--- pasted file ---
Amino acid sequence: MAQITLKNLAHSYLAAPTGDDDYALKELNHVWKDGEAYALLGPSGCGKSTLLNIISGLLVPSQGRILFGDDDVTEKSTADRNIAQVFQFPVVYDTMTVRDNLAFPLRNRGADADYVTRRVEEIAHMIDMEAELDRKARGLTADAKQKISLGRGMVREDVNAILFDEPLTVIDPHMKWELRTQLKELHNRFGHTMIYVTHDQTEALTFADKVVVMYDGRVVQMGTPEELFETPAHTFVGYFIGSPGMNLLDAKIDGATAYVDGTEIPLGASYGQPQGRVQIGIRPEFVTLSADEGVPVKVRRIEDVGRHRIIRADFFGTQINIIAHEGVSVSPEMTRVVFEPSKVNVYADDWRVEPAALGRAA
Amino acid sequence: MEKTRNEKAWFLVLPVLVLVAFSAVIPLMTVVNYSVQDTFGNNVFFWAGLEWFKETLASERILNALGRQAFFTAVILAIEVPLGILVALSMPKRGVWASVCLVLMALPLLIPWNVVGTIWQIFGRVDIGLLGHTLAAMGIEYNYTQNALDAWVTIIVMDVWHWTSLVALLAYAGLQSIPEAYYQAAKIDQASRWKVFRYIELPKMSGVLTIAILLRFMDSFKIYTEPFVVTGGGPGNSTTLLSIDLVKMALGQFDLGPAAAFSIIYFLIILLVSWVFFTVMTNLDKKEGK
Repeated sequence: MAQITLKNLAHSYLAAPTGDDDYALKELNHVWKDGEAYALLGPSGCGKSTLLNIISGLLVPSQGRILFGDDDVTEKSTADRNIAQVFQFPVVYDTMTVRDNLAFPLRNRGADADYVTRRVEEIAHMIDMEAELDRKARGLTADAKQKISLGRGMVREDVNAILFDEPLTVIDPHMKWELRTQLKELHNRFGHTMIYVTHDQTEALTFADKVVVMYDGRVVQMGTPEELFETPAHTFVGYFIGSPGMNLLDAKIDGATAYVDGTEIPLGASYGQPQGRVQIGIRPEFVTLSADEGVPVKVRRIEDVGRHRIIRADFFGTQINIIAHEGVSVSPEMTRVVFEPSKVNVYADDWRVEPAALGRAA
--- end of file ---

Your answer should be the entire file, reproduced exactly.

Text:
Amino acid sequence: MAQITLKNLAHSYLAAPTGDDDYALKELNHVWKDGEAYALLGPSGCGKSTLLNIISGLLVPSQGRILFGDDDVTEKSTADRNIAQVFQFPVVYDTMTVRDNLAFPLRNRGADADYVTRRVEEIAHMIDMEAELDRKARGLTADAKQKISLGRGMVREDVNAILFDEPLTVIDPHMKWELRTQLKELHNRFGHTMIYVTHDQTEALTFADKVVVMYDGRVVQMGTPEELFETPAHTFVGYFIGSPGMNLLDAKIDGATAYVDGTEIPLGASYGQPQGRVQIGIRPEFVTLSADEGVPVKVRRIEDVGRHRIIRADFFGTQINIIAHEGVSVSPEMTRVVFEPSKVNVYADDWRVEPAALGRAA
Amino acid sequence: MEKTRNEKAWFLVLPVLVLVAFSAVIPLMTVVNYSVQDTFGNNVFFWAGLEWFKETLASERILNALGRQAFFTAVILAIEVPLGILVALSMPKRGVWASVCLVLMALPLLIPWNVVGTIWQIFGRVDIGLLGHTLAAMGIEYNYTQNALDAWVTIIVMDVWHWTSLVALLAYAGLQSIPEAYYQAAKIDQASRWKVFRYIELPKMSGVLTIAILLRFMDSFKIYTEPFVVTGGGPGNSTTLLSIDLVKMALGQFDLGPAAAFSIIYFLIILLVSWVFFTVMTNLDKKEGK
Repeated sequence: MAQITLKNLAHSYLAAPTGDDDYALKELNHVWKDGEAYALLGPSGCGKSTLLNIISGLLVPSQGRILFGDDDVTEKSTADRNIAQVFQFPVVYDTMTVRDNLAFPLRNRGADADYVTRRVEEIAHMIDMEAELDRKARGLTADAKQKISLGRGMVREDVNAILFDEPLTVIDPHMKWELRTQLKELHNRFGHTMIYVTHDQTEALTFADKVVVMYDGRVVQMGTPEELFETPAHTFVGYFIGSPGMNLLDAKIDGATAYVDGTEIPLGASYGQPQGRVQIGIRPEFVTLSADEGVPVKVRRIEDVGRHRIIRADFFGTQINIIAHEGVSVSPEMTRVVFEPSKVNVYADDWRVEPAALGRAA